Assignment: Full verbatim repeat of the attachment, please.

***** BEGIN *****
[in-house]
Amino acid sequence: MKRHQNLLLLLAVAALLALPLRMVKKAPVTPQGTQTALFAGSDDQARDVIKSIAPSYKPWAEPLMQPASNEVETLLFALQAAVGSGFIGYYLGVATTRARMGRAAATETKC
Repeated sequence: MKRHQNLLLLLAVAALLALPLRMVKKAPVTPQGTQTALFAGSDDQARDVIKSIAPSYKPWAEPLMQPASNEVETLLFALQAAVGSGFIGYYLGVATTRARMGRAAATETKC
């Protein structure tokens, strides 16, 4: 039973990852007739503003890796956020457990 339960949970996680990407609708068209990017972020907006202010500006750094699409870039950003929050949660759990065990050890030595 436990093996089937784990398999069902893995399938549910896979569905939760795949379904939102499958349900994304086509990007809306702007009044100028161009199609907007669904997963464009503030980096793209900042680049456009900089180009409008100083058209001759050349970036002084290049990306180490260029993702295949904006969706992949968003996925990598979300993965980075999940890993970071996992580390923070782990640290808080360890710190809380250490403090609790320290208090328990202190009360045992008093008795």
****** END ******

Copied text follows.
[in-house]
Amino acid sequence: MKRHQNLLLLLAVAALLALPLRMVKKAPVTPQGTQTALFAGSDDQARDVIKSIAPSYKPWAEPLMQPASNEVETLLFALQAAVGSGFIGYYLGVATTRARMGRAAATETKC
Repeated sequence: MKRHQNLLLLLAVAALLALPLRMVKKAPVTPQGTQTALFAGSDDQARDVIKSIAPSYKPWAEPLMQPASNEVETLLFALQAAVGSGFIGYYLGVATTRARMGRAAATETKC
């Protein structure tokens, strides 16, 4: 039973990852007739503003890796956020457990 339960949970996680990407609708068209990017972020907006202010500006750094699409870039950003929050949660759990065990050890030595 436990093996089937784990398999069902893995399938549910896979569905939760795949379904939102499958349900994304086509990007809306702007009044100028161009199609907007669904997963464009503030980096793209900042680049456009900089180009409008100083058209001759050349970036002084290049990306180490260029993702295949904006969706992949968003996925990598979300993965980075999940890993970071996992580390923070782990640290808080360890710190809380250490403090609790320290208090328990202190009360045992008093008795």